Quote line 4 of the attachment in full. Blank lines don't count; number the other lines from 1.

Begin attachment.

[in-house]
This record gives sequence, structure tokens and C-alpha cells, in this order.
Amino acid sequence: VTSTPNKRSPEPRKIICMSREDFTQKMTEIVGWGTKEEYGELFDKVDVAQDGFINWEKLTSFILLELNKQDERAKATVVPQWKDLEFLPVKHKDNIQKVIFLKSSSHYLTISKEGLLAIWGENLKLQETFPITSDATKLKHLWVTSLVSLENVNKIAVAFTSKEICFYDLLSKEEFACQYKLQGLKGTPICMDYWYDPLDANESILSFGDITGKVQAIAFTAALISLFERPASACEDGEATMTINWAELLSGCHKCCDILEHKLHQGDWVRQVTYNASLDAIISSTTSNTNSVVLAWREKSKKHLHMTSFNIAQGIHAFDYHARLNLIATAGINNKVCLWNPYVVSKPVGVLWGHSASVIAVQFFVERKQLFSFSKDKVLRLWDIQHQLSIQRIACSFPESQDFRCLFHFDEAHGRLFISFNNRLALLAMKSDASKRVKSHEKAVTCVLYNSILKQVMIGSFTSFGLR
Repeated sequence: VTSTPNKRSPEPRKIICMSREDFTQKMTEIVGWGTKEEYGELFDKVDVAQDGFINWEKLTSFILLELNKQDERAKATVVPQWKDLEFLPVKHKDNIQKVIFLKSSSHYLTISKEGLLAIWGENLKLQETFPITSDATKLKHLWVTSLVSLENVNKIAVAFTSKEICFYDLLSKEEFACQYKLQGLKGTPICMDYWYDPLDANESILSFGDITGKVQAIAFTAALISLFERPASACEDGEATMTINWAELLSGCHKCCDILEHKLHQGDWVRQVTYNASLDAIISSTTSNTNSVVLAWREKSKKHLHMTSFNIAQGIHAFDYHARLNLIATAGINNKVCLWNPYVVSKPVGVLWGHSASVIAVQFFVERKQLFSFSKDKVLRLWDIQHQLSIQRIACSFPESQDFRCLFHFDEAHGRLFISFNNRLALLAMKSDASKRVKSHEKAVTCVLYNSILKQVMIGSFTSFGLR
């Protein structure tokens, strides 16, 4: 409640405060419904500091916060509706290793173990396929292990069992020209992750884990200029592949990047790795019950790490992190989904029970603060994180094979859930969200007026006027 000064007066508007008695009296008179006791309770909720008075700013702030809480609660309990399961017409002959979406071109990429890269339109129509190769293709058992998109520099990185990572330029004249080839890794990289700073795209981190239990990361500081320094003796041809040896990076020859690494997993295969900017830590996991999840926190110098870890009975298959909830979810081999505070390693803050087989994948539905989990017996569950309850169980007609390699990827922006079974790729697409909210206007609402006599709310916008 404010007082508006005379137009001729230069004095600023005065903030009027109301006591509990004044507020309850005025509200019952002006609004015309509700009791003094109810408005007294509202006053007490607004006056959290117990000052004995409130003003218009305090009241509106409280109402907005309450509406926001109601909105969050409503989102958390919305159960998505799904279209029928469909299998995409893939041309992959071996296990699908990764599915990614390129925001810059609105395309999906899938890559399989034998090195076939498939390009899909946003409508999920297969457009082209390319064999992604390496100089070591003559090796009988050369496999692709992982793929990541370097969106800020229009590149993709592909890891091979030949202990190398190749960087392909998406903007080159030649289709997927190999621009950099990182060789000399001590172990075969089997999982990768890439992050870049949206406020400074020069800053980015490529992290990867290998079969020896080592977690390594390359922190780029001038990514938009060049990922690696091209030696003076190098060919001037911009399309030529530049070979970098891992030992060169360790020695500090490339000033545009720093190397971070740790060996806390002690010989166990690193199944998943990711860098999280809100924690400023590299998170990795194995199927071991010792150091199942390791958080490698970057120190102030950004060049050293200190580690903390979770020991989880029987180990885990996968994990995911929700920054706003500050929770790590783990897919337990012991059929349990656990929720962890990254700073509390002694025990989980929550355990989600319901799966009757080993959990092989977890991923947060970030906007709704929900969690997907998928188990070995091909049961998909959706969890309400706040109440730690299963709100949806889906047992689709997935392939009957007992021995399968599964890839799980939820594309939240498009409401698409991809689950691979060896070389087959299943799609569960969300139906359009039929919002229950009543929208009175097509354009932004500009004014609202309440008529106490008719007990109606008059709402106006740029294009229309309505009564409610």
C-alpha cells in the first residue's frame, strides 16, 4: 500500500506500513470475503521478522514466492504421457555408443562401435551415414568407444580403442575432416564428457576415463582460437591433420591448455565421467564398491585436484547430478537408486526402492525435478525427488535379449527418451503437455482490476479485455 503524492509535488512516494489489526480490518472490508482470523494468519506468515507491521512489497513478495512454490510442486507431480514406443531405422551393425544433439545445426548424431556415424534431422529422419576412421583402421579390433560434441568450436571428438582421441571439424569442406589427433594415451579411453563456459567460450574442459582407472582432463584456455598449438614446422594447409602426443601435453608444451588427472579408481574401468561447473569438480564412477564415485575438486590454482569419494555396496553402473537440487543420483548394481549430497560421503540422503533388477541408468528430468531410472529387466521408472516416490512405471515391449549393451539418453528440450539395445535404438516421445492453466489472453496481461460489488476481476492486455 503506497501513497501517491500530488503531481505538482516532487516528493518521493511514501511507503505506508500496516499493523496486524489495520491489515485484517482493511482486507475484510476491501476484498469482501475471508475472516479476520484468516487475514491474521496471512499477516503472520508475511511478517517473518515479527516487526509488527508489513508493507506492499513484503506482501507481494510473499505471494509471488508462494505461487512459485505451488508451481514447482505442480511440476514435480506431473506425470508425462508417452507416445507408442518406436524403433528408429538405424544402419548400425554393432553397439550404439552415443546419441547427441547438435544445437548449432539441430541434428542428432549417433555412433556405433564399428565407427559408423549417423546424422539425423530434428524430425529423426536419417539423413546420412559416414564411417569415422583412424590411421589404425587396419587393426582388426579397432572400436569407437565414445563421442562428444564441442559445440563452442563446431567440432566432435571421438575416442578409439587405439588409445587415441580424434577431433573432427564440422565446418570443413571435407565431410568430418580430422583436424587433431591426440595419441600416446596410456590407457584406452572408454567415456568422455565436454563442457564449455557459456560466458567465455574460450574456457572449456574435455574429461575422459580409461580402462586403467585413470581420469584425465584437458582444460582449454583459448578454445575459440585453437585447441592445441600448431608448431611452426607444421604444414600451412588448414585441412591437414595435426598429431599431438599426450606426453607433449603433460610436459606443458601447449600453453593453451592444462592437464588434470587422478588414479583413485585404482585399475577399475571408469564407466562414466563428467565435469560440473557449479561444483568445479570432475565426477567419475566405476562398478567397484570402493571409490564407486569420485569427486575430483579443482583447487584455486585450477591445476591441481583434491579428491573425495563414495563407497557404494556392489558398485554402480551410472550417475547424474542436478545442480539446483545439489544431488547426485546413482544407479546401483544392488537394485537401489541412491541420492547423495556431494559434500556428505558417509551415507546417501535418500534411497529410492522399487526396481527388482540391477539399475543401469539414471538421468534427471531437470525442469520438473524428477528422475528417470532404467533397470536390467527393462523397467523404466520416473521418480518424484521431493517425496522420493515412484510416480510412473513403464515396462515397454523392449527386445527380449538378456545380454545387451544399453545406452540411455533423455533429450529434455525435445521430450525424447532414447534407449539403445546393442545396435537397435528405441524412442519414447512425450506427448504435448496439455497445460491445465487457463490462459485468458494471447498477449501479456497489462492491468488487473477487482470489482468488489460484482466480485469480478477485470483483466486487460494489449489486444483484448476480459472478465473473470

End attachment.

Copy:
Repeated sequence: VTSTPNKRSPEPRKIICMSREDFTQKMTEIVGWGTKEEYGELFDKVDVAQDGFINWEKLTSFILLELNKQDERAKATVVPQWKDLEFLPVKHKDNIQKVIFLKSSSHYLTISKEGLLAIWGENLKLQETFPITSDATKLKHLWVTSLVSLENVNKIAVAFTSKEICFYDLLSKEEFACQYKLQGLKGTPICMDYWYDPLDANESILSFGDITGKVQAIAFTAALISLFERPASACEDGEATMTINWAELLSGCHKCCDILEHKLHQGDWVRQVTYNASLDAIISSTTSNTNSVVLAWREKSKKHLHMTSFNIAQGIHAFDYHARLNLIATAGINNKVCLWNPYVVSKPVGVLWGHSASVIAVQFFVERKQLFSFSKDKVLRLWDIQHQLSIQRIACSFPESQDFRCLFHFDEAHGRLFISFNNRLALLAMKSDASKRVKSHEKAVTCVLYNSILKQVMIGSFTSFGLR